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From Rick Hillegas <Richard.Hille...@Sun.COM>
Subject Re: Question about TableFunctions in Derby
Date Mon, 20 Jul 2009 15:55:33 GMT
Hi Chris,

Some comments inline...

Chris Goodacre wrote:
> I've read the Derby developer's guide and Rick Hillegas's informative white paper (http://developers.sun.com/javadb/reference/whitepapers/sampleTableFunctions/doc/TableFunctionsWhitePaper.html)
on Table Functions, but am still struggling with the following issue:
> I am trying to create an RDB abstraction for a large CICS/VSAM-based legacy system and
blend it with our newer, RDB-based tier.  This seems like a good application of TableFunctions.
 The VSAM data is made available to me via an IP-based proprietary messaging interface.  There
are lots of different files here, but due to some historical forces, most of the data I'm
interested in resides in 4 VSAM files.
> Unfortunately, each of those VSAM files has over a 1000 fields in it.
> Now eventually, it might be possible to fully model a single VSAM file into (for the
sake of argument) 50 tables; each table/row representing a small slice of a single VSAM record.
> In the meantime, for both this proof-of-concept and as a migration path to our existing
clients, I'd like to represent each VSAM file as a table (subject to the 1024 column SQL limitation
per table).  This will be a highly-denormalized and decidedly non-relational view of the data,
but it will be easy to demonstrate and immediately recognizable to our customers.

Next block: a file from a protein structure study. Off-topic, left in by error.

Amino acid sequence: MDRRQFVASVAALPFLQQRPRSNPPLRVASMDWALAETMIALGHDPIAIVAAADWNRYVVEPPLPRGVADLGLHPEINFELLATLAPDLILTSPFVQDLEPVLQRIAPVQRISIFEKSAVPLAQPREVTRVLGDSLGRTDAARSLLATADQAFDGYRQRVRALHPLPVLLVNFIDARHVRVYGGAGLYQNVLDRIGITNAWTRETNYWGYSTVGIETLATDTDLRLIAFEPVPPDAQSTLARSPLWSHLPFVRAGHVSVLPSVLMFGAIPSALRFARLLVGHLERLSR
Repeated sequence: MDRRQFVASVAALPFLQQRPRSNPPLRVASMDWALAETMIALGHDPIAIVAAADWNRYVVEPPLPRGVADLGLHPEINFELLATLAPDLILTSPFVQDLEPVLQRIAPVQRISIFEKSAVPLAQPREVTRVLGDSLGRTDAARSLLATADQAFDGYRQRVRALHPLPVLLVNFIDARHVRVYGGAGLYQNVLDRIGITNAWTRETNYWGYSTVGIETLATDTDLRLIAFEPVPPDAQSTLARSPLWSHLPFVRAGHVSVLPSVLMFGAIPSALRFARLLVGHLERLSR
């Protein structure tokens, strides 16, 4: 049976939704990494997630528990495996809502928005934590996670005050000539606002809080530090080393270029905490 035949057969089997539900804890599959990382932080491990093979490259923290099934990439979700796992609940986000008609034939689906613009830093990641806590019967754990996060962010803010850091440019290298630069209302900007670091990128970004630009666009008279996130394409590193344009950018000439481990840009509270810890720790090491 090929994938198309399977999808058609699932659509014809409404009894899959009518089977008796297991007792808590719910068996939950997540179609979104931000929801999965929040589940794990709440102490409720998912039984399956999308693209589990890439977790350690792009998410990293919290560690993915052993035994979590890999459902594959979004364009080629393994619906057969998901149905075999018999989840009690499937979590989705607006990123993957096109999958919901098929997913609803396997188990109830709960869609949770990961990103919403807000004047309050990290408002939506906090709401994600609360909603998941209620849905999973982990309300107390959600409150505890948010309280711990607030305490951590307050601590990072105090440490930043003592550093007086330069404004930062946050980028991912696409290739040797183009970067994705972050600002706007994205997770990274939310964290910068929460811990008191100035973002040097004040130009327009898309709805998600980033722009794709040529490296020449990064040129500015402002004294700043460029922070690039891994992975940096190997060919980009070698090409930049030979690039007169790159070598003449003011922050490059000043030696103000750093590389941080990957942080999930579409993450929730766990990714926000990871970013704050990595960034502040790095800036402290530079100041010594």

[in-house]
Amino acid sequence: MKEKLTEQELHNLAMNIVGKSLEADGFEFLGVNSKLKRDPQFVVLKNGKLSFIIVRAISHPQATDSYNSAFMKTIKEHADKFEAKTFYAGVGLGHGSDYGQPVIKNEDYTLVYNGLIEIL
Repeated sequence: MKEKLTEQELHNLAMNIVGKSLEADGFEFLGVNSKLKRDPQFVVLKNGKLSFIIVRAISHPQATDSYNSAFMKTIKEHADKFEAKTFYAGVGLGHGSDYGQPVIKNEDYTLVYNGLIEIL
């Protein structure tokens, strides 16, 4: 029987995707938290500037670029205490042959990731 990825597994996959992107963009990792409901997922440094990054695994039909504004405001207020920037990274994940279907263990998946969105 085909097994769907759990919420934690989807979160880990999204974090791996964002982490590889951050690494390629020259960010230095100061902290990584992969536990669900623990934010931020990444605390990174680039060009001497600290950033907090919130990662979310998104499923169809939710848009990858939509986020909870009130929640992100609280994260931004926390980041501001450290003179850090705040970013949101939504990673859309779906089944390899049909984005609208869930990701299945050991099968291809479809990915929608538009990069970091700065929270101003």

> However, I can't seem to get around the problem of data granularity.  
> For example, if my customer executes:
> select house_number, street, city from table (legacy_realty_data()) where price <
Since you have only asked for 3 columns, that's all that Derby will 
request from the ResultSet instantiated by your table function. That is, 
Derby is only going to call ResultSet.getXXX() on the house_number, 
street, and city columns. That should behave efficiently provided that 
your ResultSet is smart enough to only fault-in columns for which a 
getXXX() is called.

The WHERE clause is a little trickier. You are right, Derby will read 
all rows from the ResultSet and throw away the rows which don't satisfy 
the WHERE clause. What you want to do is push the qualification through 
the table function to the external data source. I don't see any way to 
do this other than adding some more arguments to your table function. 
For instance, if you could push the qualification through to the 
external data source, then you could get efficient behavior from 
something like the following:

select house_number, street, city
from table( legacy_realty_data( 500000 ) ) s;

Hope this helps,

> I don't appear to have any visibility to the actual query inside my legacy_realty_data
TableFunction, so I have to go get all 1000 fields for however many listings are present where
price< 500000 even though only three columns will be requested.  Am I missing something?
 Aside from having the user repeat the columns as parameters to the table function (which
looks awkward to say the least), I can't see a way around this based on my limited knowledge
of Derby.
> Is there a way to only retrieve the columns that the user is querying for?
> Looking forward to your help/advice.
> -chris

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